Mark Miller, from Great Leaders Serve, picked Simplify.
“It was one of the most popular posts to appear on in 2012. I think it’s a valuable addition to the carnival because the best leaders are gifted at simplifying things. This post shares some examples of how leaders do that every day.”
Miki Saxon, from MAPping Company Success gives us Ducks in a Row: Managing Weeds.
“Most stars are made, not born, which means that the quality of a team reflects the quality of its management. Managers should consult the mirror when considering an under-performing employee.”
Jon Ingram, from Strategic HCM, closes out the Carnival with Engagement or Entwistle.
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Monday, December 3rd, 2012
I’m posting the December Leadership Development Carnival today, because its regular location as an Expand Your Mind feature is taken next week as promised Saturday. This is a sacrifice for me because posting it early enough for East Coast readers to have with their morning coffee means doing it in the middle of my night—but anything for you, dear readers. Fortunately, host Jennifer Miller at The People Equation posts early in her morning so, with the time difference, my post will only be a bit later than normal. I also want you to have it early enough this month that you can use it as an educational cover if/when you have any holiday slow time—there’s always lots of great stuff in this carnival.
Regular carnival host Dan McCarthy of Great Leadership kicks off the carnival with A Manager’s Guide to Crying at Work. It’s a pragmatic, yet compassionate discussion on the science and dynamics of tears in the workplace.
What does a stay in Las Vegas have to do with leadership or management? Is there some takeaway? Robert Tanner of Management is a Journey makes his case in his article, What Las Vegas Taught Me Again About Change, Management & Life!
Chery Gegelman of Giana Consulting offers up Comfort or Magic? Stay? Go? Go? Stay? in which a simple Venn diagram from Debbie Laskey and song lyrics by Jimmy Durante have inspired Chery to think of change in a whole new way.
Over at Jane Perdue’s LeadBIG blog, she’s offering up three ways to be better with 3 Ways to Blast Outside Your Comfort Zone.
Guy Farmer says “Leadership is about seeing change as an opportunity to grow and succeed rather than sticking one’s head in the sand and hoping it will go away.” See more at his Unconventional Training blog with Leadership and Welcoming Change.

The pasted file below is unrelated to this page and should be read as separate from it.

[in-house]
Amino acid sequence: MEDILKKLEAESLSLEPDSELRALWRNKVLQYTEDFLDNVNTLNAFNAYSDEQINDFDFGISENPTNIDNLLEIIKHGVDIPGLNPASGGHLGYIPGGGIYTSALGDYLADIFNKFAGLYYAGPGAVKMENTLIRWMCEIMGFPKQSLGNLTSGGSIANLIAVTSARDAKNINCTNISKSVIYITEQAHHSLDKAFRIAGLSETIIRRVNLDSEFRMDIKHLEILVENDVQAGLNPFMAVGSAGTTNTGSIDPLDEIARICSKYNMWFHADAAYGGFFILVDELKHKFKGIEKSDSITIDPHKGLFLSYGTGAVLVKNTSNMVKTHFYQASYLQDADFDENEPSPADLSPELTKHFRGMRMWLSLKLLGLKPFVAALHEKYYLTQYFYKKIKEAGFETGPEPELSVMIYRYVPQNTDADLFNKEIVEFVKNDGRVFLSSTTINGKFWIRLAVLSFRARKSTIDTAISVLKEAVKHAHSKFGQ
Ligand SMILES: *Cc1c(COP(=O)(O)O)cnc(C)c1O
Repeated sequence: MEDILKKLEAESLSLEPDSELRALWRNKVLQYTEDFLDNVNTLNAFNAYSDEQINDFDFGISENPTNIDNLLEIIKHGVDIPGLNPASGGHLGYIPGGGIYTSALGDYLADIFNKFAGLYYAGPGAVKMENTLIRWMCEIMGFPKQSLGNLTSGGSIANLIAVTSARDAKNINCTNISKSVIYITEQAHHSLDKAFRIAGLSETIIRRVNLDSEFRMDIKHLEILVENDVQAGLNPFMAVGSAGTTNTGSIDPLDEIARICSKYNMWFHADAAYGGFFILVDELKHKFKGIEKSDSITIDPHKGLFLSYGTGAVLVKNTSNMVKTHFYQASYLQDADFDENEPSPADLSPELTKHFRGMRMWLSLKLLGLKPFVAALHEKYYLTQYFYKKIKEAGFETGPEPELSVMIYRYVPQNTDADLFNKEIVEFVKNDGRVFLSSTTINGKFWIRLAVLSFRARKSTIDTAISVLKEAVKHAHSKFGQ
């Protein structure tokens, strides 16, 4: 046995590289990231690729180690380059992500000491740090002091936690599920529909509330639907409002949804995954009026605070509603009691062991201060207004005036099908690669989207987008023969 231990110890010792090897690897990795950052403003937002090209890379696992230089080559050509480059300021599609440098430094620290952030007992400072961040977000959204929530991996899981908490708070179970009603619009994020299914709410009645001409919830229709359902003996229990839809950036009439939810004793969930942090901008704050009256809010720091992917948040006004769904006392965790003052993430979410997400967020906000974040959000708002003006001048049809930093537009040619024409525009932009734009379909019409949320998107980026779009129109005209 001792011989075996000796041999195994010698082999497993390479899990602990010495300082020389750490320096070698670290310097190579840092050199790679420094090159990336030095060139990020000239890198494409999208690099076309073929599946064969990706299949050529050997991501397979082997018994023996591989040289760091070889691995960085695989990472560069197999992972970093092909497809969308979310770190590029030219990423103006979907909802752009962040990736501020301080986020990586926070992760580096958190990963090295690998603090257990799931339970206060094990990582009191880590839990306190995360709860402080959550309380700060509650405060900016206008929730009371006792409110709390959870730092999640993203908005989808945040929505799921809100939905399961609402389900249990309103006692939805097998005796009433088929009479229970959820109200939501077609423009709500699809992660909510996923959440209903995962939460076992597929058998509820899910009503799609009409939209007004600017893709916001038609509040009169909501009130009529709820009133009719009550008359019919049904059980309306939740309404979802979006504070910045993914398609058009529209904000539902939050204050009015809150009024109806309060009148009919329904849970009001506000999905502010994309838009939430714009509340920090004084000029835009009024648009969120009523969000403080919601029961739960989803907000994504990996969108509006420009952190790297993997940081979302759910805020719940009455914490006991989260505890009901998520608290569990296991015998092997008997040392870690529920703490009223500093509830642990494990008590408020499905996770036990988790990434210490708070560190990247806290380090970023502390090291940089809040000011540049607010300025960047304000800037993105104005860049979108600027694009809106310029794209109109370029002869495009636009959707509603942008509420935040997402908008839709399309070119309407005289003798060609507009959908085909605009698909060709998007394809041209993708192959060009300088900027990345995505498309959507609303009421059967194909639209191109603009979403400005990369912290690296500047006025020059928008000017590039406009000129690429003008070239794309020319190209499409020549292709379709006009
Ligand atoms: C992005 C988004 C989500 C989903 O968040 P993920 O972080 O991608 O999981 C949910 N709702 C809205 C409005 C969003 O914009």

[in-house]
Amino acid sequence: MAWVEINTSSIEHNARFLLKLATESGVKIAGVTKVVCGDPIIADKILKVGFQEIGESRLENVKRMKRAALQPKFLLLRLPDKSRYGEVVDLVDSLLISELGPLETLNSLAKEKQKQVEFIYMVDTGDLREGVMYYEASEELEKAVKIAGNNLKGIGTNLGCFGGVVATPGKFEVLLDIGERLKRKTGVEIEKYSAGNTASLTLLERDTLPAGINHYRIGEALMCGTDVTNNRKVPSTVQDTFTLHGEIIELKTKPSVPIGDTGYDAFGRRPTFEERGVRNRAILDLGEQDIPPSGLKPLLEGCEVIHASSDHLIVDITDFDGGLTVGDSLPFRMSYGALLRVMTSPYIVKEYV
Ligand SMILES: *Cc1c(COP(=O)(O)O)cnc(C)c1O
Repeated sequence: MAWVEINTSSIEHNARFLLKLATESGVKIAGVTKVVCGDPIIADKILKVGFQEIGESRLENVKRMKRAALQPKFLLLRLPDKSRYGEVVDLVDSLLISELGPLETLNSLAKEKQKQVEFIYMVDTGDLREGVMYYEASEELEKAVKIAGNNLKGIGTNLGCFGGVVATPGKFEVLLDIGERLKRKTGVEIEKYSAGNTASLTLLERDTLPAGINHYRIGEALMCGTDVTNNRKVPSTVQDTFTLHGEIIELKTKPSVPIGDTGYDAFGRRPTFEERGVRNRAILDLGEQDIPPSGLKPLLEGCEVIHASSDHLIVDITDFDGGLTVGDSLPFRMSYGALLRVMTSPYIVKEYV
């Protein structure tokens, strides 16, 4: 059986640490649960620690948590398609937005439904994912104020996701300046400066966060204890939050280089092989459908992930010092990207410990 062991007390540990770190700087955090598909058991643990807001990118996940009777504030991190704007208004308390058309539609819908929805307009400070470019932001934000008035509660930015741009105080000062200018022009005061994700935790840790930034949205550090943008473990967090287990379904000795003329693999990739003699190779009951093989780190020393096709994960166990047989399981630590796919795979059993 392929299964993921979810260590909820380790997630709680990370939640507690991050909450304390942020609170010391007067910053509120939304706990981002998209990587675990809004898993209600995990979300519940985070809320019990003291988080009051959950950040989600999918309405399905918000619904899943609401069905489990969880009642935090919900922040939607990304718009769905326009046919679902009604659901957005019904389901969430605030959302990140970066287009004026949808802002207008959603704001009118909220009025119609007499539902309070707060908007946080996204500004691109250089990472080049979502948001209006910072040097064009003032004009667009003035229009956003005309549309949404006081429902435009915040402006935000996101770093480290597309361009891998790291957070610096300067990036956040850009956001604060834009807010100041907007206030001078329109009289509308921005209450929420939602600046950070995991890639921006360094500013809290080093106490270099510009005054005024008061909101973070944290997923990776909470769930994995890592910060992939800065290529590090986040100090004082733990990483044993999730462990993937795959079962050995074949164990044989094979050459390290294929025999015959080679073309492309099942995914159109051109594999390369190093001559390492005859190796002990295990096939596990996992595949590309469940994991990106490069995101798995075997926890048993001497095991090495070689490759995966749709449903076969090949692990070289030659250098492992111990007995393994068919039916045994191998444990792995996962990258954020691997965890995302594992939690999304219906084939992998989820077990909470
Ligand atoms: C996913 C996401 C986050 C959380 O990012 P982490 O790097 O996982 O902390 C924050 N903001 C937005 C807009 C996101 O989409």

CULTURE AND ENGAGEMENT
Julie Winkle Giulioni’s latest blog post identifies four characteristics that leaders must have to create a supportive environment in Cultures that Support Career Development.
Mark Miller of Great Leaders Serve believes that “the collective habits of people can be a powerful asset to any organization, or they can be a tremendous liability.” Mark post suggests four ways to create a vibrant culture that will help in Today’s Challenge: Culture as Competitive Advantage.
Over at Jesse Lyn Stoner’s blog, she explores 8 Things Collaborative Leaders Know. Says Jesse: “The good news is anyone can be a collaborative leader, regardless of role. Because they understand these 8 truths about today’s world, collaborative leaders are able to build successful networked communities.”
Steve Laswell explores the concept of The Self-Managed Employee, saying that it goes beyond self-managing one’s workload. See more at Next Level Executive Coaching
Kristal Sauer explores Control v. Openness in a Mobile World in which she asks, “Have you considered how mobile capabilities continue to play a more central role in the way we work, the careful balance between security and productivity, and the challenge in how to establish parameters for how employees use mobile technology to do their jobs?” See more at Let Go and Lead.
Miki Saxon draws a thought-provoking parallel between romantic relationships and team relationships via brain chemistry in Love, Sports, Management and Oxytocin. Check out the case she makes on her MAPping Company Success blog.
Karin Hurt of Let’s Grow Leaders offers up this interesting thought: “Empowerment is easy when things are going smoothly, but what about when someone makes a really bad decision?” Her post Empowerment Run Amok: How One Bad Decision Leads to Another explores how leaders can respond well and maintain the trust of their followership.